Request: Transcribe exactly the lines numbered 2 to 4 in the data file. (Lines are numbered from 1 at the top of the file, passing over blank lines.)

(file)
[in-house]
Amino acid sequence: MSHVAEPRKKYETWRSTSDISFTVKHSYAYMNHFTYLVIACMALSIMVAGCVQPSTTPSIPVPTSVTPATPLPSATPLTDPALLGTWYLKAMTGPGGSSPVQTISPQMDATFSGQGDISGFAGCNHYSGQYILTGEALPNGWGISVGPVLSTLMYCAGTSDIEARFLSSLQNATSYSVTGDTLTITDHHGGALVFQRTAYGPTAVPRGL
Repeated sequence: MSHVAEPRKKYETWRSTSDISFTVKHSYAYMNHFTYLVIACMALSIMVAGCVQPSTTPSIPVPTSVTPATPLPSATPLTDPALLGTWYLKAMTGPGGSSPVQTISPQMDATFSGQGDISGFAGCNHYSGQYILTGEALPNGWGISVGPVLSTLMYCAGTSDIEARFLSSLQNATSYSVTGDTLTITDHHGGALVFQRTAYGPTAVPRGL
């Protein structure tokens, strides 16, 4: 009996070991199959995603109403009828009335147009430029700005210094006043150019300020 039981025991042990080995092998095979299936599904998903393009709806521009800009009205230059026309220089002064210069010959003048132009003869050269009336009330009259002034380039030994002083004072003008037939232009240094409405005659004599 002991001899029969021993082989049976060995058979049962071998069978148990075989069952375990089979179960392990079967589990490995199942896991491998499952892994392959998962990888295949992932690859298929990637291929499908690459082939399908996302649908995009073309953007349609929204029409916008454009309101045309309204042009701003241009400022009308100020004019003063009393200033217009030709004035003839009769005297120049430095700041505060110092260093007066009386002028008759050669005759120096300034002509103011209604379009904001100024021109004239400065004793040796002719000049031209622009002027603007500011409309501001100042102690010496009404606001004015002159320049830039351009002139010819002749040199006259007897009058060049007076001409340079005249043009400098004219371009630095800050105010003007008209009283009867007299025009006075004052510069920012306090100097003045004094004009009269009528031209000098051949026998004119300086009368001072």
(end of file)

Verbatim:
Amino acid sequence: MSHVAEPRKKYETWRSTSDISFTVKHSYAYMNHFTYLVIACMALSIMVAGCVQPSTTPSIPVPTSVTPATPLPSATPLTDPALLGTWYLKAMTGPGGSSPVQTISPQMDATFSGQGDISGFAGCNHYSGQYILTGEALPNGWGISVGPVLSTLMYCAGTSDIEARFLSSLQNATSYSVTGDTLTITDHHGGALVFQRTAYGPTAVPRGL
Repeated sequence: MSHVAEPRKKYETWRSTSDISFTVKHSYAYMNHFTYLVIACMALSIMVAGCVQPSTTPSIPVPTSVTPATPLPSATPLTDPALLGTWYLKAMTGPGGSSPVQTISPQMDATFSGQGDISGFAGCNHYSGQYILTGEALPNGWGISVGPVLSTLMYCAGTSDIEARFLSSLQNATSYSVTGDTLTITDHHGGALVFQRTAYGPTAVPRGL
């Protein structure tokens, strides 16, 4: 009996070991199959995603109403009828009335147009430029700005210094006043150019300020 039981025991042990080995092998095979299936599904998903393009709806521009800009009205230059026309220089002064210069010959003048132009003869050269009336009330009259002034380039030994002083004072003008037939232009240094409405005659004599 002991001899029969021993082989049976060995058979049962071998069978148990075989069952375990089979179960392990079967589990490995199942896991491998499952892994392959998962990888295949992932690859298929990637291929499908690459082939399908996302649908995009073309953007349609929204029409916008454009309101045309309204042009701003241009400022009308100020004019003063009393200033217009030709004035003839009769005297120049430095700041505060110092260093007066009386002028008759050669005759120096300034002509103011209604379009904001100024021109004239400065004793040796002719000049031209622009002027603007500011409309501001100042102690010496009404606001004015002159320049830039351009002139010819002749040199006259007897009058060049007076001409340079005249043009400098004219371009630095800050105010003007008209009283009867007299025009006075004052510069920012306090100097003045004094004009009269009528031209000098051949026998004119300086009368001072």